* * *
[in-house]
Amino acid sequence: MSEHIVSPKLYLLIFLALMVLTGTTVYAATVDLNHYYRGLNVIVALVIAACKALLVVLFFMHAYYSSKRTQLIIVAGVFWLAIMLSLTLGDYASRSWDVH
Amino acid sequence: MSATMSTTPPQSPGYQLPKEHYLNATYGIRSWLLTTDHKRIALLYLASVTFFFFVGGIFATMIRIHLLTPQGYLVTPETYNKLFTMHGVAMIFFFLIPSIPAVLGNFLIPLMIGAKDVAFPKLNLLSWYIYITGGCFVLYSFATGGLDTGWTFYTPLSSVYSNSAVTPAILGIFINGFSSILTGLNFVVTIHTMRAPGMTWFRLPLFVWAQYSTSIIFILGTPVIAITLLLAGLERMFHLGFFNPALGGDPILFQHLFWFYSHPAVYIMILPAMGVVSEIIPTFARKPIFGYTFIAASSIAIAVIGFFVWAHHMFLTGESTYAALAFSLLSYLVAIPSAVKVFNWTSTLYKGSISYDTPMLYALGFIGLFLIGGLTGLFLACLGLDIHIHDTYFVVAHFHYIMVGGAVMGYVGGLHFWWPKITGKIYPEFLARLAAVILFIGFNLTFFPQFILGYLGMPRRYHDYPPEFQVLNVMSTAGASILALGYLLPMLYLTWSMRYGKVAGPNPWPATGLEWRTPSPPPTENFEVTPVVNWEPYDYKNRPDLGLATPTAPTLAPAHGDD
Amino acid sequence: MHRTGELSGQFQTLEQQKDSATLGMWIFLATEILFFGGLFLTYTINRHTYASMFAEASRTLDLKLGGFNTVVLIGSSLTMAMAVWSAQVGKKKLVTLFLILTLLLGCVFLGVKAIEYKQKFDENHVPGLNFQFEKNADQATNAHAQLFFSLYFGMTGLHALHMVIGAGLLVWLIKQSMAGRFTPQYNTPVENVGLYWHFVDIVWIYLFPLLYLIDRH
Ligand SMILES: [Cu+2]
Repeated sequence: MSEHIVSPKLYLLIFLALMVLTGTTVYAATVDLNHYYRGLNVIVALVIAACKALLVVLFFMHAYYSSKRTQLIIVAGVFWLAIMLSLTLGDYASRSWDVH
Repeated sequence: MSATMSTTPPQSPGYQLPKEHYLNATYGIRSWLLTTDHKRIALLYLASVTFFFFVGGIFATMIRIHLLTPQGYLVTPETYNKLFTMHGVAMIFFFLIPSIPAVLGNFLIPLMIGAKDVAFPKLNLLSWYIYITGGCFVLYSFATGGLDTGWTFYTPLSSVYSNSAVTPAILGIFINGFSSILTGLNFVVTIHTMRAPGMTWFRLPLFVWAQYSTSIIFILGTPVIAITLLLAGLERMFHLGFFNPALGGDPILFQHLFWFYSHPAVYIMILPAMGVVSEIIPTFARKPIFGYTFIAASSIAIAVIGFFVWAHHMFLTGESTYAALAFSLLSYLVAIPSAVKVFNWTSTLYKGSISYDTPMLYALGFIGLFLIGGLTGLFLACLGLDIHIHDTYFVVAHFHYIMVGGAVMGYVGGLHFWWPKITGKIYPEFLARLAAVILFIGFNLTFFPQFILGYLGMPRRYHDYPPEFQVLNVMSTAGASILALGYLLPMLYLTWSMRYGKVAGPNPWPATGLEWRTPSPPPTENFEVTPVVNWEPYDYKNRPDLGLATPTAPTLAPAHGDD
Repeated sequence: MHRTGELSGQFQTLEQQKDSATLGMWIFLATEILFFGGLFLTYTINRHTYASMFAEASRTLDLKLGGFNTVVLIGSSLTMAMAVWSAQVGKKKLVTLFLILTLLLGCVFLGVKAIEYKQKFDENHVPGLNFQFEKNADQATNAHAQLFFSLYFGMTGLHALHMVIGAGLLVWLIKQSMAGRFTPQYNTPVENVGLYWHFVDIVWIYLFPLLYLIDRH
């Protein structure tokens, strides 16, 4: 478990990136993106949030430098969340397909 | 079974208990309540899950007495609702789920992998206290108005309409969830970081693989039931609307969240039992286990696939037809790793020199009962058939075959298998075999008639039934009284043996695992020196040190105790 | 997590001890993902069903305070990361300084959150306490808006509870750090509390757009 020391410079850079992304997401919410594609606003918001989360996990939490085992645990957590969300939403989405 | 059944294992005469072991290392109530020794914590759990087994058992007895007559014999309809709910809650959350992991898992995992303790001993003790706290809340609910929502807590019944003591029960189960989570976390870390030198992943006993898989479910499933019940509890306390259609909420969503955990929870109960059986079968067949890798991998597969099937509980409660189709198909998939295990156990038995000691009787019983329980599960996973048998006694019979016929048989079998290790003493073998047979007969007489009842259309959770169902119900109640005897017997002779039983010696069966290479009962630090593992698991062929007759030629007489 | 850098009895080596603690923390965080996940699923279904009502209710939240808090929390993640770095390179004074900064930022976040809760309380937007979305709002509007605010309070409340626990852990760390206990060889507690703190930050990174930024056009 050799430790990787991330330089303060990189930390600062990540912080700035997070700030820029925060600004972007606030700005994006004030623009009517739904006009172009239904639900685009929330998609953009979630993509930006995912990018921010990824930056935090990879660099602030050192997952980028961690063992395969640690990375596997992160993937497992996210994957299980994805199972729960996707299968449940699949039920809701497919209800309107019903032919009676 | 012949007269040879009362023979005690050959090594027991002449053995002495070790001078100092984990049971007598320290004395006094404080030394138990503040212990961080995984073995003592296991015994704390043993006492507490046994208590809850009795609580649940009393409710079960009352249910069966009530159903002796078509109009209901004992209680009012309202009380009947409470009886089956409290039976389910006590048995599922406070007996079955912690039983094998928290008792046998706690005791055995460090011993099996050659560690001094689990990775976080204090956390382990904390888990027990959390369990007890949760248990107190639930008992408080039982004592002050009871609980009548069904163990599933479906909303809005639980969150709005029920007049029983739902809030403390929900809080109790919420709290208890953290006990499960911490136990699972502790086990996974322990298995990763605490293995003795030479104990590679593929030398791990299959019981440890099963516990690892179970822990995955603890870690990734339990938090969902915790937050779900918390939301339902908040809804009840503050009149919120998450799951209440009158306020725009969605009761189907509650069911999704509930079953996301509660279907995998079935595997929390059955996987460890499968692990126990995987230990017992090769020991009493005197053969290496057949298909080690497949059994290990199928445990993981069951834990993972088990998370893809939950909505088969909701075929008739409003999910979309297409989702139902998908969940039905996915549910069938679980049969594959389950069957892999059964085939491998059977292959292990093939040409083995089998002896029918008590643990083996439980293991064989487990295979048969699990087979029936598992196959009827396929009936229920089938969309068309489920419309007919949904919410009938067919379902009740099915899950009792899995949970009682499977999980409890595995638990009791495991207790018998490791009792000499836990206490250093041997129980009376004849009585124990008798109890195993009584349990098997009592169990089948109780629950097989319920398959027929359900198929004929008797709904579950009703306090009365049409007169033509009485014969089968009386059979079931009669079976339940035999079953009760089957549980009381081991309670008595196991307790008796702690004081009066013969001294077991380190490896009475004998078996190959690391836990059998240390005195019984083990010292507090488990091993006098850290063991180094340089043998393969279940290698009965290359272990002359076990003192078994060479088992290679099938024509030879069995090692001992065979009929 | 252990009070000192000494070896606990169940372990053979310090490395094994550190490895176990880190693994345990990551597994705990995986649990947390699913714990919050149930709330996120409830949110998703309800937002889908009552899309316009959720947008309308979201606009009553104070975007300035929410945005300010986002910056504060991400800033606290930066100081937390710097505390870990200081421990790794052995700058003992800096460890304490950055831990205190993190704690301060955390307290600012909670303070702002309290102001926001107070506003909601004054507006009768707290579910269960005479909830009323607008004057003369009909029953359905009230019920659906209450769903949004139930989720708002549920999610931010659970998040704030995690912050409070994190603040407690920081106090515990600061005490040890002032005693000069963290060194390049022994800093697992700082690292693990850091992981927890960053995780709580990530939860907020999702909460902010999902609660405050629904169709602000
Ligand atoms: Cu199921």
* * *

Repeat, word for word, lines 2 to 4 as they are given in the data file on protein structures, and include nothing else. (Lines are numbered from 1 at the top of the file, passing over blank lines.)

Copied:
Amino acid sequence: MSEHIVSPKLYLLIFLALMVLTGTTVYAATVDLNHYYRGLNVIVALVIAACKALLVVLFFMHAYYSSKRTQLIIVAGVFWLAIMLSLTLGDYASRSWDVH
Amino acid sequence: MSATMSTTPPQSPGYQLPKEHYLNATYGIRSWLLTTDHKRIALLYLASVTFFFFVGGIFATMIRIHLLTPQGYLVTPETYNKLFTMHGVAMIFFFLIPSIPAVLGNFLIPLMIGAKDVAFPKLNLLSWYIYITGGCFVLYSFATGGLDTGWTFYTPLSSVYSNSAVTPAILGIFINGFSSILTGLNFVVTIHTMRAPGMTWFRLPLFVWAQYSTSIIFILGTPVIAITLLLAGLERMFHLGFFNPALGGDPILFQHLFWFYSHPAVYIMILPAMGVVSEIIPTFARKPIFGYTFIAASSIAIAVIGFFVWAHHMFLTGESTYAALAFSLLSYLVAIPSAVKVFNWTSTLYKGSISYDTPMLYALGFIGLFLIGGLTGLFLACLGLDIHIHDTYFVVAHFHYIMVGGAVMGYVGGLHFWWPKITGKIYPEFLARLAAVILFIGFNLTFFPQFILGYLGMPRRYHDYPPEFQVLNVMSTAGASILALGYLLPMLYLTWSMRYGKVAGPNPWPATGLEWRTPSPPPTENFEVTPVVNWEPYDYKNRPDLGLATPTAPTLAPAHGDD
Amino acid sequence: MHRTGELSGQFQTLEQQKDSATLGMWIFLATEILFFGGLFLTYTINRHTYASMFAEASRTLDLKLGGFNTVVLIGSSLTMAMAVWSAQVGKKKLVTLFLILTLLLGCVFLGVKAIEYKQKFDENHVPGLNFQFEKNADQATNAHAQLFFSLYFGMTGLHALHMVIGAGLLVWLIKQSMAGRFTPQYNTPVENVGLYWHFVDIVWIYLFPLLYLIDRH